528 Tasting Notes
1.5 tsp for 300mL water @100C, steeped five minutes, drunk bare.
So long as you like chamomile … which is fresh and fragrant and even a bit apple-y in this blend. The mango tastes and smells authentic, and the vanilla works well. It tastes nothing like a mango lassi; it tastes like chamomile with mango and vanilla flavouring. I like it in the evenings.
1.5 tsp for 300mL water @80C, steeped two minutes.
I like this one. I remember liking it a few yeas ago, too. The apple flavour tends to the Granny Smith end, and it can get a bit Jolly Rancher-ish. I might steep this one minute next time. Nice nibble of cinnamon. I can’t taste much green tea. Soothing. I used to drink a lot of Celestial Seasonings Apple Cinnamon when I was in university. This reminds me a lot of it, and of the happiness of fall studies.
1.5 tsp for 300mL water @98C, steeped five minutes.
A heavy artificial cherry flavour, like cough drops or cough syrup. Some acai notes. Coffee and roasted mate. Something sharp in the scent — probably juniper. Hibiscus comes out more with each sip. Damn it, why hibiscus? It ends up dominating everything it touches. (I loathe hibiscus. I knew it was in the blend, but I remain optimistic that it will work this time, somehow … it never does.)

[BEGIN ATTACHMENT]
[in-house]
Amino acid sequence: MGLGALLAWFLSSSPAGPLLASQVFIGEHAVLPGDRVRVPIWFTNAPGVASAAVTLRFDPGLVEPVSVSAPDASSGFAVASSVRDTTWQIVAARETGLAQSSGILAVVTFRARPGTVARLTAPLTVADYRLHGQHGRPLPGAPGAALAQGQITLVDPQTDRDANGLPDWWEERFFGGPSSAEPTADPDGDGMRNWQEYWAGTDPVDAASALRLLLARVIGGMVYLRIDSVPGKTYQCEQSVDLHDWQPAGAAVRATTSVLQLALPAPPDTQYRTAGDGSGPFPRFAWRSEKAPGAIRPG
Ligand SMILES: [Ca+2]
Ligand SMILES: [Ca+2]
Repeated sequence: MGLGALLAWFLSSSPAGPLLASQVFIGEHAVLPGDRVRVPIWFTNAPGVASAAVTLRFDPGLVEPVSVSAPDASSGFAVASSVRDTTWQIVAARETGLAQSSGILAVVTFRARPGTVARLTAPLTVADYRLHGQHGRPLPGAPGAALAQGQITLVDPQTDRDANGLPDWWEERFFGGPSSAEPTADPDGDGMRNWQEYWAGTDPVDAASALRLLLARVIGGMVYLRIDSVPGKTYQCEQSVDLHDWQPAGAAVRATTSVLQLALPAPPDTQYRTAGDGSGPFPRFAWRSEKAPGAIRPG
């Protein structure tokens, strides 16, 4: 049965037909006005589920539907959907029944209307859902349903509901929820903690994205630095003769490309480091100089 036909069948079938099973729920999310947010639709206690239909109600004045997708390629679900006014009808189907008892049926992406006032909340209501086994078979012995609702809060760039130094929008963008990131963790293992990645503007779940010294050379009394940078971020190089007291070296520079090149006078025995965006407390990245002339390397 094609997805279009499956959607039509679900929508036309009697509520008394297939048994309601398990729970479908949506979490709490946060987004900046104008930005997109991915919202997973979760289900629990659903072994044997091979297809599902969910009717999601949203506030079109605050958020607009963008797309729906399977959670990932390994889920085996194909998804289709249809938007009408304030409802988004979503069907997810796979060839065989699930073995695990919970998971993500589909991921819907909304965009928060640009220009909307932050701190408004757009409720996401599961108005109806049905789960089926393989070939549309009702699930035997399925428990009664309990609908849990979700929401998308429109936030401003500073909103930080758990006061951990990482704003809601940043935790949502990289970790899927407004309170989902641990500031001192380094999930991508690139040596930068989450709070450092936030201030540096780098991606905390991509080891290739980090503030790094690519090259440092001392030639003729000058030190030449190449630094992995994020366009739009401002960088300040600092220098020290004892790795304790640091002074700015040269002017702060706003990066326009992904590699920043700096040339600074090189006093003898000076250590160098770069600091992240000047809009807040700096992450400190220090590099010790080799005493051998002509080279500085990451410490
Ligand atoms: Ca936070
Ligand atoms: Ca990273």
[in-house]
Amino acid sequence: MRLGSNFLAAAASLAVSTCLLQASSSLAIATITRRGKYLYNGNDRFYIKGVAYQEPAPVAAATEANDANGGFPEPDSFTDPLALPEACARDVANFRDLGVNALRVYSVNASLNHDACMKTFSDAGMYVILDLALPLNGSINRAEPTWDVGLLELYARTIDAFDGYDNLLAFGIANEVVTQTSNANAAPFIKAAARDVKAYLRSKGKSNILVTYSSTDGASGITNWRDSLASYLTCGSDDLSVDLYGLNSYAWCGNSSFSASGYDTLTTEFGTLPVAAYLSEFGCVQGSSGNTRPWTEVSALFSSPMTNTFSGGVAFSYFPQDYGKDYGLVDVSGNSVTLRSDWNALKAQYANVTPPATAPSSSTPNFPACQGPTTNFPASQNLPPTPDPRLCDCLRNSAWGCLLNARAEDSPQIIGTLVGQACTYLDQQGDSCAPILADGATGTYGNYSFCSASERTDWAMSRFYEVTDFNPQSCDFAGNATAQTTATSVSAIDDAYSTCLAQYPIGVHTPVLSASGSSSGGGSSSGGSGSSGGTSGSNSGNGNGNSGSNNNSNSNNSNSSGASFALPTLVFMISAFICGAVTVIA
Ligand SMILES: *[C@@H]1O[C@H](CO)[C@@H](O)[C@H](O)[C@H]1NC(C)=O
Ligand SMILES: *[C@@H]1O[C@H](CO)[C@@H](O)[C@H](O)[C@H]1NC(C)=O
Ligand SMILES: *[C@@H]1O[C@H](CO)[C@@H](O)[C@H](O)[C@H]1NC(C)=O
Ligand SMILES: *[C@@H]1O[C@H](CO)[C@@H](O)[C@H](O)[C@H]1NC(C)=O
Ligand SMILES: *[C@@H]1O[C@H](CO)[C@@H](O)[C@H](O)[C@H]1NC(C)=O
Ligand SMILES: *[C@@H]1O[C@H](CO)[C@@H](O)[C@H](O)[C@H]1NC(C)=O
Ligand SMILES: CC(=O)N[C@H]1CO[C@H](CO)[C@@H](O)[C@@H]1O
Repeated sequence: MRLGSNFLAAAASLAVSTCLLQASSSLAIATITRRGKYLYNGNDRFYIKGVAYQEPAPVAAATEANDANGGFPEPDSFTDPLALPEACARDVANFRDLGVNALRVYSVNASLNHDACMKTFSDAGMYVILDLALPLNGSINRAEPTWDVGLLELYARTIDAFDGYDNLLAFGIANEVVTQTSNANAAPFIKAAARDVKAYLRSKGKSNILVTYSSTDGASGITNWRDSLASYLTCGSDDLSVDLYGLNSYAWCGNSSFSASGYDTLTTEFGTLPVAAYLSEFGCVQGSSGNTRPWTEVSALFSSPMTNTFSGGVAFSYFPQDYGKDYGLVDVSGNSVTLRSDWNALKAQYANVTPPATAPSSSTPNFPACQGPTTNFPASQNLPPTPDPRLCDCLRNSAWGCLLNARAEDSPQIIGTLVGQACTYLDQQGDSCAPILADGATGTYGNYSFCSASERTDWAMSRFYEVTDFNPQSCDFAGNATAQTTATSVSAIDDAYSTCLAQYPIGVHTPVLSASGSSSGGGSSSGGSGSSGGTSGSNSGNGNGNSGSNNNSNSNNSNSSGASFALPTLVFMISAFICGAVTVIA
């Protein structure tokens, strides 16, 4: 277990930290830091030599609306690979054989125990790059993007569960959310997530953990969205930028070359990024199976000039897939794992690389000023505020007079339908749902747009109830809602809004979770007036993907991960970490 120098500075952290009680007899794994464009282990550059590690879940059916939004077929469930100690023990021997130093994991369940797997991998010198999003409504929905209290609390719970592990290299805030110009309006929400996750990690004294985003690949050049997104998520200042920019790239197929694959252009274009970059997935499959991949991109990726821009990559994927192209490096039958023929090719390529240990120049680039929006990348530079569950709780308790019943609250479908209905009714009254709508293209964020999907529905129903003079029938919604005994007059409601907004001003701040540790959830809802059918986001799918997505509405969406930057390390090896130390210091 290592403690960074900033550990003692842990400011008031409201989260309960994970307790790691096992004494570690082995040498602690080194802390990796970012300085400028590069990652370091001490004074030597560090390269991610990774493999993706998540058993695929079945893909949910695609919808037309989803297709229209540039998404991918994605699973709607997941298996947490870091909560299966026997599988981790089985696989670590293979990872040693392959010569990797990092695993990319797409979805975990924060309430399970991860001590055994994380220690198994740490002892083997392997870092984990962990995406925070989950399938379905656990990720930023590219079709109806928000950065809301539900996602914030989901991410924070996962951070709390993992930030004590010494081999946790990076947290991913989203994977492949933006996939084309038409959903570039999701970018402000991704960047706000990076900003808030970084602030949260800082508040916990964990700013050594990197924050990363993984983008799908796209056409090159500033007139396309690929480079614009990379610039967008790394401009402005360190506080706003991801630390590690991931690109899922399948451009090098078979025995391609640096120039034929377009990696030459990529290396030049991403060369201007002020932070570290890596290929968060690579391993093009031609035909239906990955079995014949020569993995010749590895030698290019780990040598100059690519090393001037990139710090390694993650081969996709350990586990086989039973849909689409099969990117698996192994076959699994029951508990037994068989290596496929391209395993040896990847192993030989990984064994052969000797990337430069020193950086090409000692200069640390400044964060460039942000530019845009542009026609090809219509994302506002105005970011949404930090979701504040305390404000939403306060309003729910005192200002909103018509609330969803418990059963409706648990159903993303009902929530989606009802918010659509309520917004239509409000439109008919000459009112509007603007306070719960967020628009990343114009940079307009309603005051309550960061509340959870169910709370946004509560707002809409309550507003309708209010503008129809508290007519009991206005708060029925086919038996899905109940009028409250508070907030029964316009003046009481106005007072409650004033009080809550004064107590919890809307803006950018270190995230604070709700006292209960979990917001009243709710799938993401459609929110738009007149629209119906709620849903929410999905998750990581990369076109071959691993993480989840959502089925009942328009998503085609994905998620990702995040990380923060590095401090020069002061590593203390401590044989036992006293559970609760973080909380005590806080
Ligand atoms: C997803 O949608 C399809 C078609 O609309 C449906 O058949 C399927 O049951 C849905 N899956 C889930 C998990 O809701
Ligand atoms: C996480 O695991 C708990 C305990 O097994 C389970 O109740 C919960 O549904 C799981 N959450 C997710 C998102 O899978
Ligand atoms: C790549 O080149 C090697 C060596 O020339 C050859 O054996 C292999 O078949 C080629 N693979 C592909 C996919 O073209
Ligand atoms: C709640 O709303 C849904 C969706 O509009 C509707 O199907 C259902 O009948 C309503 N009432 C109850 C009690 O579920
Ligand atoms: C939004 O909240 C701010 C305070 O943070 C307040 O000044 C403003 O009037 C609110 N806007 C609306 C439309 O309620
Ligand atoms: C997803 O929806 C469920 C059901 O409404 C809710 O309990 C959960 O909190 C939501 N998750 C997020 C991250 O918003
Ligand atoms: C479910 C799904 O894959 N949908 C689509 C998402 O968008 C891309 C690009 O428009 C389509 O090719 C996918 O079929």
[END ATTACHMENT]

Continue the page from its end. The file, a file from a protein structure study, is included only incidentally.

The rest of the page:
Four sips in and I have to toss it. I want to like this. Can’t stop thinking about cherry Vicks drops.
1.5 tsp for 300mL water @ 95C, steeped four minutes 30 seconds.
Hmm. I see on the package it recommends 4 to 7 minutes — odd, for a black tea. I’ll try the longer steep next time.
I got a sample of this, iced, in a DavidsTea store about an hour ago and loved it. My hot cup here at home is good, too: a better balance of tea and spices than usual from DavidsTea. I like the slight winey-note from the cloves. I adore cloves. And I can taste tea in this blend, too — some Ceylon, maybe. Not an everyday tea for me, as I prefer straight teas, but a winner for a flavoured tea.
1 bag for 300mL water @100C, steeped four minutes.
A huge box of these teabags came to me from a friend in England. In North America, PG Tips is a pleasant, if dull, supermarket black tea, mostly Ceylon, I think. The English version is quite different.
The liquor is almost red, like a decent Keemun. I wonder of there’s some Keemun in the blend, as there’s a faint – very faint- smokiness and bitterness. Some Assam, I think, giving heft, and something lighter, giving some astringency to the finish. Delicious and full, without coating the mouth as some Assams and Kenyans might. A very pleasant surprise. It reminds me of how Twinings English Breakfast used to taste, many years ago, only much better.